Compared to Alternatives 1 and 2, the Harlem Line alternative performs least favorably in terms of projected travel time savings, providing only about 8 percent of the annual travel time savings benefit projected for either the Hudson Line or New Haven Line weekday service alternatives, and less than 30 percent of the travel time savings with the off-peak/weekend service Alternatives 1A and 2A (see Table 4). The forecast travel time savings per benefiting trip would average just two minutes (see Table 5) compared to 12 and 9 minutes, respectively, with Penn Station access service via either the Hudson or New Haven Line alternative. The Harlem Line alternative’s modest travel time savings is due to its indirect route -- traveling northbound on the Hudson Line before connecting to the southbound Empire Connection -- and slower train operating speeds to make the necessary transitional movements. The travel time delay incurred to achieve these connections reduces the attractiveness of this alternative’s Penn Station-bound service, as indicated by its modest ridership potential, compared to either the Hudson or New Haven Line alternatives.

    As shown in Table 4, Alternative 3 performs poorly compared to the other alternatives for all ridership-related evaluation measures in the comparative screen. Forecasts for Alternative 3 show approximately half the ridership potential of Alternative 1 for Penn Station access service, and even lower potential compared to Alternative 2, for which Penn Station access ridership projections are the most robust. Metro-North’s net ridership gain with the Harlem Line alternative would be only 43 percent of the net Metro-North gain projected for the New Haven Line alternative and 32 percent of that for the Hudson Line alternative. In general, ridership potential of the Harlem Line alternative would be more comparable to that of the off- peak/weekend New Haven Line and Hudson Line service alternatives, 1A and 2A, respectively.

    Implementation of Alternative 3 would require reconstruction of the wye track (including track, third rail, and interlocking modifications) at Spuyten Duyvil to connect the Hudson Line and Empire Connection portions of the alternative’s alignment. The western segment of the wye alignment is owned by Amtrak; therefore, upgrades of the Amtrak and Metro-North interlockings – at the western and eastern ends, respectively, of the reconstructed wye track – would also require modifications to their controls. The construction cost of the Spuyten Duyvil connection is estimated at approximately $1.5 million, with no property acquisition required. As the property through which the wye would be reconstructed is railroad right-of-way, and the connection would be built between two rail lines, the site has moderate potential for contamination. Contaminants typically associated with former rail properties include PCBs, organic and inorganic pesticides/herbicides, and historic fill.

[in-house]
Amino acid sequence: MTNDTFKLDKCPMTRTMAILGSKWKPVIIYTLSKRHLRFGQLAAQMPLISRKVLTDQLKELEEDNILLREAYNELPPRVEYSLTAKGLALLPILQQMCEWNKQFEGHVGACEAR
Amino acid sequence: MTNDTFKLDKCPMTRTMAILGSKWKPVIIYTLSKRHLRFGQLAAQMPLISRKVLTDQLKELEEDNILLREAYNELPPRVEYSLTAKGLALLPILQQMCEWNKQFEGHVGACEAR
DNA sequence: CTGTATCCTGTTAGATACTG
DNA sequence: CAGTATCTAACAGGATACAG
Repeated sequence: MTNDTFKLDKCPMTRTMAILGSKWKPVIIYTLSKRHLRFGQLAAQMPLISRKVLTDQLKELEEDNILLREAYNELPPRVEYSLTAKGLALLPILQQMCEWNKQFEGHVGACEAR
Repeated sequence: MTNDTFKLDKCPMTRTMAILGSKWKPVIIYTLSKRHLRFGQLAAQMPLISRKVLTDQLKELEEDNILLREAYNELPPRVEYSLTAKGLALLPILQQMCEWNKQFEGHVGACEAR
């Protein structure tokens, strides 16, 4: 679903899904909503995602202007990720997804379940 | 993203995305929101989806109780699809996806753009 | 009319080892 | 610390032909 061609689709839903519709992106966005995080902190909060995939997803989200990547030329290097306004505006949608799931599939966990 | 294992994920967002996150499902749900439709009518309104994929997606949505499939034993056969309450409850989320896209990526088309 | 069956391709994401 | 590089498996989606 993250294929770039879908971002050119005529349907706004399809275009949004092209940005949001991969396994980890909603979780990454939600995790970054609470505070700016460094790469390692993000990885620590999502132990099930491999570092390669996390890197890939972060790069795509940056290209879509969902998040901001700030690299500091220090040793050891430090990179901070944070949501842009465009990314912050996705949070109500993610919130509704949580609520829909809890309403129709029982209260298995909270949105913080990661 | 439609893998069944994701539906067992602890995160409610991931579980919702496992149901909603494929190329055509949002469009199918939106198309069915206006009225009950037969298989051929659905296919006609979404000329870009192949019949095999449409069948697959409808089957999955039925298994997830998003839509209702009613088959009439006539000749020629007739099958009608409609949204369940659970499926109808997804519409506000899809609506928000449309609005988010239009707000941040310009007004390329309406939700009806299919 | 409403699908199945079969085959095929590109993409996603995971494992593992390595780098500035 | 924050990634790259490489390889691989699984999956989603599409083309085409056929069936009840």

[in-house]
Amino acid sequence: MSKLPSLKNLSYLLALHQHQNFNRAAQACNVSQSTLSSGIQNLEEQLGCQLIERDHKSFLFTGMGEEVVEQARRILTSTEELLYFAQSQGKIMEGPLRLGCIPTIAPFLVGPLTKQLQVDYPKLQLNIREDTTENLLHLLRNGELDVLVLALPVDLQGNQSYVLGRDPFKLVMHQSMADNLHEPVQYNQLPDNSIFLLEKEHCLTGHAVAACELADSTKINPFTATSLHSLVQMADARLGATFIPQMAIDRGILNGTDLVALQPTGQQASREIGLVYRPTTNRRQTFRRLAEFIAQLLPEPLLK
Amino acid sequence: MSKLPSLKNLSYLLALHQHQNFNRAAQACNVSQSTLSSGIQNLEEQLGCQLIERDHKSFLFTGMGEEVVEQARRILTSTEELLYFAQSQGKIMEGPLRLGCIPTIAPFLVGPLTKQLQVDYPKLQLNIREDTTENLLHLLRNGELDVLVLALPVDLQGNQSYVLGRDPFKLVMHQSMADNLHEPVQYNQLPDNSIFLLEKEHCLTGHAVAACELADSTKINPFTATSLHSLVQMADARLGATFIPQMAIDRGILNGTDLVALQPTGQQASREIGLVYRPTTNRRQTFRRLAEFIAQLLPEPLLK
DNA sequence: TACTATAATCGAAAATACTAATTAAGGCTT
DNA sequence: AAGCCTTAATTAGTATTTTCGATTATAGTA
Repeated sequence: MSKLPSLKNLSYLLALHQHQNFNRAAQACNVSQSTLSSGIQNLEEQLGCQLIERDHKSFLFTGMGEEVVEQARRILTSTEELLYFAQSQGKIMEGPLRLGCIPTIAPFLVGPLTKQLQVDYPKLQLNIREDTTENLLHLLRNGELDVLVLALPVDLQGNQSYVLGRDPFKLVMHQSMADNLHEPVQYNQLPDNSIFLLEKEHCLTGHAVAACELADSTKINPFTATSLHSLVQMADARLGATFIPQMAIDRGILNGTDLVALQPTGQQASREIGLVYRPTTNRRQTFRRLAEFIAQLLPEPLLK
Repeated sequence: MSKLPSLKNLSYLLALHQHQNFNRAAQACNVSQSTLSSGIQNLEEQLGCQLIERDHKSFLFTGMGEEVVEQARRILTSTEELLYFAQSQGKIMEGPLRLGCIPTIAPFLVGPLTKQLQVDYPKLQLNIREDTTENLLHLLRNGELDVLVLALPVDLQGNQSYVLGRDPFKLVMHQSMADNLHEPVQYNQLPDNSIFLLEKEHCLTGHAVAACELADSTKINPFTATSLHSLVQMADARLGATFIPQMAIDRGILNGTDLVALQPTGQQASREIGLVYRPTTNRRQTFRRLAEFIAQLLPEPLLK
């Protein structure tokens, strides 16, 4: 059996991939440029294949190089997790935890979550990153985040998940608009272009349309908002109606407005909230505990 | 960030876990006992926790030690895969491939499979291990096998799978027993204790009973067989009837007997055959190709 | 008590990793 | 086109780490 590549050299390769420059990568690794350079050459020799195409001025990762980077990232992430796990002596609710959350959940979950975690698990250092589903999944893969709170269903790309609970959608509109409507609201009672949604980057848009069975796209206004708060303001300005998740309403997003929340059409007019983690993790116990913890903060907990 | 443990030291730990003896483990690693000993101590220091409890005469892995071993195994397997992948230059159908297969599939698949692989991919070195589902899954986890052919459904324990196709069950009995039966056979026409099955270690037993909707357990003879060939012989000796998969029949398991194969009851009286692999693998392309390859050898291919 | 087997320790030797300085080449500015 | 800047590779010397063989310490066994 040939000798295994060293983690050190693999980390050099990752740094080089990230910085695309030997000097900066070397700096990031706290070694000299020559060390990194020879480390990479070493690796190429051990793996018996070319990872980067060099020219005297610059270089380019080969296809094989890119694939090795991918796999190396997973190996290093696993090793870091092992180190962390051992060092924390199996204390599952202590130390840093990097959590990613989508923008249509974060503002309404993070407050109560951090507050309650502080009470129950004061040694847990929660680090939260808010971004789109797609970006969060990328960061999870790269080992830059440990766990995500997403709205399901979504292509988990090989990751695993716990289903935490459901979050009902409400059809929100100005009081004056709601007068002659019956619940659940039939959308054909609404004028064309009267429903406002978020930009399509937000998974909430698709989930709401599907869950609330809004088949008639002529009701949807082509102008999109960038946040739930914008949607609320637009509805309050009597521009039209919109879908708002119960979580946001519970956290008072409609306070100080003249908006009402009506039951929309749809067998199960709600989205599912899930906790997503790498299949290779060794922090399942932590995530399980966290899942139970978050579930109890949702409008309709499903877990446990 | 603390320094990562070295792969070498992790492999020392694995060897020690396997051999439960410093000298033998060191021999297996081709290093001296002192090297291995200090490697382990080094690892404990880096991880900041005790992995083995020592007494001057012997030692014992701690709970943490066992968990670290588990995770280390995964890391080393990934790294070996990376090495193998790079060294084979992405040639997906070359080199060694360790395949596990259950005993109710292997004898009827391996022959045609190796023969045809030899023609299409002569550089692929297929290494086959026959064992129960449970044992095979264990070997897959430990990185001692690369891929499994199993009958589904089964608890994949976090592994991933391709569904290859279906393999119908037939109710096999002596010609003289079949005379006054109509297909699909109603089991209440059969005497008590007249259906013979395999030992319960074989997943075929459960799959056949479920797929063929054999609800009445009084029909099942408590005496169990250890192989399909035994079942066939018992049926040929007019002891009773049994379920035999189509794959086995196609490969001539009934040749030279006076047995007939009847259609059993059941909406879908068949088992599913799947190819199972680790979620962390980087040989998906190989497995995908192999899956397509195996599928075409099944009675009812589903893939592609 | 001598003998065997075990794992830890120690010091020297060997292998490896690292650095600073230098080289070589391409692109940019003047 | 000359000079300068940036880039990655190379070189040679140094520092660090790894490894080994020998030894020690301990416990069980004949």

As summarized in Table 8, Alternative 3 performs least effectively among the intermediate alternatives for the evaluation measures that highlight the principal differences among them, namely, travel times savings, ridership potential, and construction cost. "

     

    I wonder, could you have some Harlem line trains use that wye near Mott Haven, stop at Yankees-153th and Spuyten Duyvil then wye again onto the Amtrak line? Maybe that could solve the Riverdale issue?

     

    I have absolutely no knowledge of the geography in that area whatsoever, so it might not even be possible but I thought I'd still put it out there [shrugs]


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    #49 RailRunRob

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    Posted 13 January 2017 - 08:21 AM

    You know what I missed as well?  I guess this depends on scheduling but it seems in the current form this seems like a 5-10 min process either way. I went through the study as well maybe I missed plans to upgrade on remedy the issue.  There's one track into the Penn via this line. Double trackage doesn't start until the 40's depending on headways at rush that could be a major bottleneck you don't have a lot of flexibility or redundancy would seem very pricey on top of the electrification this. A train every 30 mins maybe?

     

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    #50 paulrivera

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    Posted 13 January 2017 - 09:01 AM

    For the Harlem Line, you might as well build a station at the Mott Haven junction and tell people to take the (2) train from there and you'd achieve the same benefit for less money. The problem is that the subway isn't attractive enough, and the VG8s of the world wouldn't be caught dead walking through the south Bronx to connect between the subway and a commuter train.

    For the Hudson line, you can have all the trains you want stop at Marble Hill and tell people to take the (1) train. Doesn't mean people will do it, especially when you have the (S) at GCT that will feed to 10 other subway lines at Times Square.

    The New Haven Line folks don't have a real option between Westchester/CT and the West side of Manhattan or the East Bronx. And from what I can see, in addition to the riders going to Penn, Morris Park in the Bronx is going to generate a *lot* of ridership with all the hospitals, schools and businesses in the area.

    Who's going to ride from Greystone to the UWS vs. between Harrison and Morris Park for instance?